Two things in construction equipment maker Terex's
Construction: roadblock and recovery
2011 was a tough year for Terex's construction business, as the company had to upgrade products to meet the tier IV emission standards. In fact, all players in the industry, including equipment king Caterpillar
But what's really heartening is to see signs of a strong bounce-back. Terex not only narrowed losses to $2.8 million from $4.3 million in the year-ago period -- sales also rose a solid 29%. An uptick in U.S. construction activity has been driving up demand for construction equipment and cranes, as evidenced by the 40% jump in Manitowoc's
Europe into the play
The interesting part is, rising demand from Europe played a key role in not just revving up Terex's order book, but also its sales during the quarter. To top that, Terex is downsizing operations in its European construction businesses and hiking prices, initiatives that should ensure that its construction segment gets back on track soon.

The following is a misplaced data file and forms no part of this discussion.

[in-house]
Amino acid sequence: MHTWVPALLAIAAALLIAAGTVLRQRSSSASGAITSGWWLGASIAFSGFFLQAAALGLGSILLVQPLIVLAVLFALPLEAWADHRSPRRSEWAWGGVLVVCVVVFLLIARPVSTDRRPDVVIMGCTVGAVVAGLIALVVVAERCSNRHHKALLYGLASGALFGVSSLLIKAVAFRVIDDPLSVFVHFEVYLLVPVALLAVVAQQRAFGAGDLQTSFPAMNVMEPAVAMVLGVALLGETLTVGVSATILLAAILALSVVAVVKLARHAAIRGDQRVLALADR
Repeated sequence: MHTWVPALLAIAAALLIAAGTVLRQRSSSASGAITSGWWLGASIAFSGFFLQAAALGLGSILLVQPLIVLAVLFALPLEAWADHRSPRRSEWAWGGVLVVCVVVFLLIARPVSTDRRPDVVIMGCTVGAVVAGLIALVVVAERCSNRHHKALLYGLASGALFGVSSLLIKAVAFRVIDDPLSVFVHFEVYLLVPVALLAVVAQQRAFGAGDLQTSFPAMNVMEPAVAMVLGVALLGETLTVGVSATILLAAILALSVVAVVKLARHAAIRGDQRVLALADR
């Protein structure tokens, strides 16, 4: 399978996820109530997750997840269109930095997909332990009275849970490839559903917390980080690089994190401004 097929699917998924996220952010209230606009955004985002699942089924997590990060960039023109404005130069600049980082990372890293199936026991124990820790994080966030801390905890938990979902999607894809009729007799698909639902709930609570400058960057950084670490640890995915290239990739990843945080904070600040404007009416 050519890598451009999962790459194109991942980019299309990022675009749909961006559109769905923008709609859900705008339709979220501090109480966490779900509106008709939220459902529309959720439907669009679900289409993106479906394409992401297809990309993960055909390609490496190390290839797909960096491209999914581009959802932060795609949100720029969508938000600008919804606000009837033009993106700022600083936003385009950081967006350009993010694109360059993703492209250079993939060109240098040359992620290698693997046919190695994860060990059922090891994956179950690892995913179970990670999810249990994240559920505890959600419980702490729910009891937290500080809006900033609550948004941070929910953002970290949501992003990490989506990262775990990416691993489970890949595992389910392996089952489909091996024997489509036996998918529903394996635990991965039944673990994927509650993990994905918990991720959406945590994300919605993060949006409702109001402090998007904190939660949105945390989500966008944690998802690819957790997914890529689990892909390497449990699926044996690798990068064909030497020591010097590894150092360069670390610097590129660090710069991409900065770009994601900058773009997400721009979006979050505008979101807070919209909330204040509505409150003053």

Terex has considerable European exposure, and things might not be so bleak in the region after all. In fact, Caterpillar reported increased orders from European dealers during its fourth quarter, and is expecting sales from the region to climb up this year.
A few months back, when Terex acquired European-based Demag Cranes, some people were skeptical about the timing of the deal. But, now, it looks like the move couldbe hugely transformative for Terex. Apart from broadening its product range, Demag will also help Terex gain a stronger foothold in developing nations.
The Foolish bottom line
So does it really matter if Terex's bottom line is still in the red? The company is generating solid revenue (a 47.5% jump in the fourth quarter), cutting operating costs, and expanding.
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